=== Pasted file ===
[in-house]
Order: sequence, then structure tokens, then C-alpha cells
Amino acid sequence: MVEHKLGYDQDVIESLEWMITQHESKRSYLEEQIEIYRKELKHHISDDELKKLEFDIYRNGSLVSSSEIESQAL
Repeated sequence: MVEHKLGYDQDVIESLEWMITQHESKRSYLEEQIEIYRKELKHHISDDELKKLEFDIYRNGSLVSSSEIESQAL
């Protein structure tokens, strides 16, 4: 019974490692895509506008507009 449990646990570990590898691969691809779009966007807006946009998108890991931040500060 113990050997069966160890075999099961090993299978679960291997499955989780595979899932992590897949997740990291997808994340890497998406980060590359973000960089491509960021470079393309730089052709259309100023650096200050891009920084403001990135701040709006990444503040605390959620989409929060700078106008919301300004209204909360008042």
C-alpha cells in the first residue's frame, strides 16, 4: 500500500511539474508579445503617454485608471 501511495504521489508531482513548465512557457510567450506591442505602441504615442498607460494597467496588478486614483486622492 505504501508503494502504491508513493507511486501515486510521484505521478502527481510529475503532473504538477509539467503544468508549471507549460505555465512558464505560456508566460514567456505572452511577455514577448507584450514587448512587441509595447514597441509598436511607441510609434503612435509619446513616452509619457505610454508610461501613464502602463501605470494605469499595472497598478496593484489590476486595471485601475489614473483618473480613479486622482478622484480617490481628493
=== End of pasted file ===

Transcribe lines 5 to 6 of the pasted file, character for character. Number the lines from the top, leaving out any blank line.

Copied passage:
């Protein structure tokens, strides 16, 4: 019974490692895509506008507009 449990646990570990590898691969691809779009966007807006946009998108890991931040500060 113990050997069966160890075999099961090993299978679960291997499955989780595979899932992590897949997740990291997808994340890497998406980060590359973000960089491509960021470079393309730089052709259309100023650096200050891009920084403001990135701040709006990444503040605390959620989409929060700078106008919301300004209204909360008042």
C-alpha cells in the first residue's frame, strides 16, 4: 500500500511539474508579445503617454485608471 501511495504521489508531482513548465512557457510567450506591442505602441504615442498607460494597467496588478486614483486622492 505504501508503494502504491508513493507511486501515486510521484505521478502527481510529475503532473504538477509539467503544468508549471507549460505555465512558464505560456508566460514567456505572452511577455514577448507584450514587448512587441509595447514597441509598436511607441510609434503612435509619446513616452509619457505610454508610461501613464502602463501605470494605469499595472497598478496593484489590476486595471485601475489614473483618473480613479486622482478622484480617490481628493